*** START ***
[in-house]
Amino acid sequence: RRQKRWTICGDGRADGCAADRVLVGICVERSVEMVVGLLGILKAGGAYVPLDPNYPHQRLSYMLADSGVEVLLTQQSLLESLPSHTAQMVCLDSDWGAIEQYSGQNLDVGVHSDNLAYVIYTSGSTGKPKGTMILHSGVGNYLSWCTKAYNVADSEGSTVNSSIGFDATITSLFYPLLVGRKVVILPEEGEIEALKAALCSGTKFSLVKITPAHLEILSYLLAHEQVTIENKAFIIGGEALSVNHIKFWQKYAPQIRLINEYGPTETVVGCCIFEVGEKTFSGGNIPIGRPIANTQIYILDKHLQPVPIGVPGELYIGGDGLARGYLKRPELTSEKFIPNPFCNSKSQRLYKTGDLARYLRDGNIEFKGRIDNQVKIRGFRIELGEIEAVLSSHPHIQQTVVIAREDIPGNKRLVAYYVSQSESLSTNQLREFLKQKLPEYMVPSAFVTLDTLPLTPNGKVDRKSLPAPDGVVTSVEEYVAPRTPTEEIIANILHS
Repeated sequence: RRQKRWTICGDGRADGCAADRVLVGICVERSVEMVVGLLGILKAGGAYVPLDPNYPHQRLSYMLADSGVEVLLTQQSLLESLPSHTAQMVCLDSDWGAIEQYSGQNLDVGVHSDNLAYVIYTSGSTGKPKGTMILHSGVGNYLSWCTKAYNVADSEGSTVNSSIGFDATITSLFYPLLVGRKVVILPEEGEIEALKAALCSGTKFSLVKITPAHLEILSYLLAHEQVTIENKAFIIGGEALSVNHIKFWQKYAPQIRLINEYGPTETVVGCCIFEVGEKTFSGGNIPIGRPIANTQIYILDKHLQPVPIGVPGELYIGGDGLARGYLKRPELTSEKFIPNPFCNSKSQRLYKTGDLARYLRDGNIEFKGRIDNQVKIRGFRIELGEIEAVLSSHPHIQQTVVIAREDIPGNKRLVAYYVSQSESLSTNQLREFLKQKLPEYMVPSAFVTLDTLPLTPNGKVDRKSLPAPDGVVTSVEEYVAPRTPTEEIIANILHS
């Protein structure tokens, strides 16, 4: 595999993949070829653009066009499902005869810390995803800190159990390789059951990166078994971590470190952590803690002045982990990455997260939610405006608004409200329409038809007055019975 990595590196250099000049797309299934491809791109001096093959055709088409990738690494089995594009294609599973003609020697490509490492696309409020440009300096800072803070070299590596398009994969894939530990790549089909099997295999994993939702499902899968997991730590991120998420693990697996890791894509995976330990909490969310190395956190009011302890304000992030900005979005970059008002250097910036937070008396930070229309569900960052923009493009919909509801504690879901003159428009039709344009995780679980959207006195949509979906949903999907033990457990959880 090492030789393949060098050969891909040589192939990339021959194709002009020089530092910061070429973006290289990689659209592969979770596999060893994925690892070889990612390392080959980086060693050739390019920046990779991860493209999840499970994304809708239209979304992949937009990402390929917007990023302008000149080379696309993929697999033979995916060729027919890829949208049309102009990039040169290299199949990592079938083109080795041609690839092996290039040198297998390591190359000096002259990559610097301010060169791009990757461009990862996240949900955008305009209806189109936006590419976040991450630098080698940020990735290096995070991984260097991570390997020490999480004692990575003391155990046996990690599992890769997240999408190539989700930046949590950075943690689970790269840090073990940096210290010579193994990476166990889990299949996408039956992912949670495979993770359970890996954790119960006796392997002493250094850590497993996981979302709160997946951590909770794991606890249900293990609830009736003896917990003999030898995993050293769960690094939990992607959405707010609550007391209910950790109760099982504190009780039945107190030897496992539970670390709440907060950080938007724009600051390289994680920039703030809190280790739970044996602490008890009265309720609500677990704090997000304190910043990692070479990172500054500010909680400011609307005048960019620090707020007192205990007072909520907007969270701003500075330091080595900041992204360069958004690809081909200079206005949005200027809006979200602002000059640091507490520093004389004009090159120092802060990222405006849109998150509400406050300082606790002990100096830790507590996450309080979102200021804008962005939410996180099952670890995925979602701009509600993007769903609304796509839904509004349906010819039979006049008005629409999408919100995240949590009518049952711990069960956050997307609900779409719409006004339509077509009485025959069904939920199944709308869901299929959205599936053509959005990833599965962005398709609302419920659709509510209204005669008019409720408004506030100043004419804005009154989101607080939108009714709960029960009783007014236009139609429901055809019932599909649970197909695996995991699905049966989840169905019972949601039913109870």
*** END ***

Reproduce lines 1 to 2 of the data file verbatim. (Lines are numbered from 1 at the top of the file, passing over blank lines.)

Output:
[in-house]
Amino acid sequence: RRQKRWTICGDGRADGCAADRVLVGICVERSVEMVVGLLGILKAGGAYVPLDPNYPHQRLSYMLADSGVEVLLTQQSLLESLPSHTAQMVCLDSDWGAIEQYSGQNLDVGVHSDNLAYVIYTSGSTGKPKGTMILHSGVGNYLSWCTKAYNVADSEGSTVNSSIGFDATITSLFYPLLVGRKVVILPEEGEIEALKAALCSGTKFSLVKITPAHLEILSYLLAHEQVTIENKAFIIGGEALSVNHIKFWQKYAPQIRLINEYGPTETVVGCCIFEVGEKTFSGGNIPIGRPIANTQIYILDKHLQPVPIGVPGELYIGGDGLARGYLKRPELTSEKFIPNPFCNSKSQRLYKTGDLARYLRDGNIEFKGRIDNQVKIRGFRIELGEIEAVLSSHPHIQQTVVIAREDIPGNKRLVAYYVSQSESLSTNQLREFLKQKLPEYMVPSAFVTLDTLPLTPNGKVDRKSLPAPDGVVTSVEEYVAPRTPTEEIIANILHS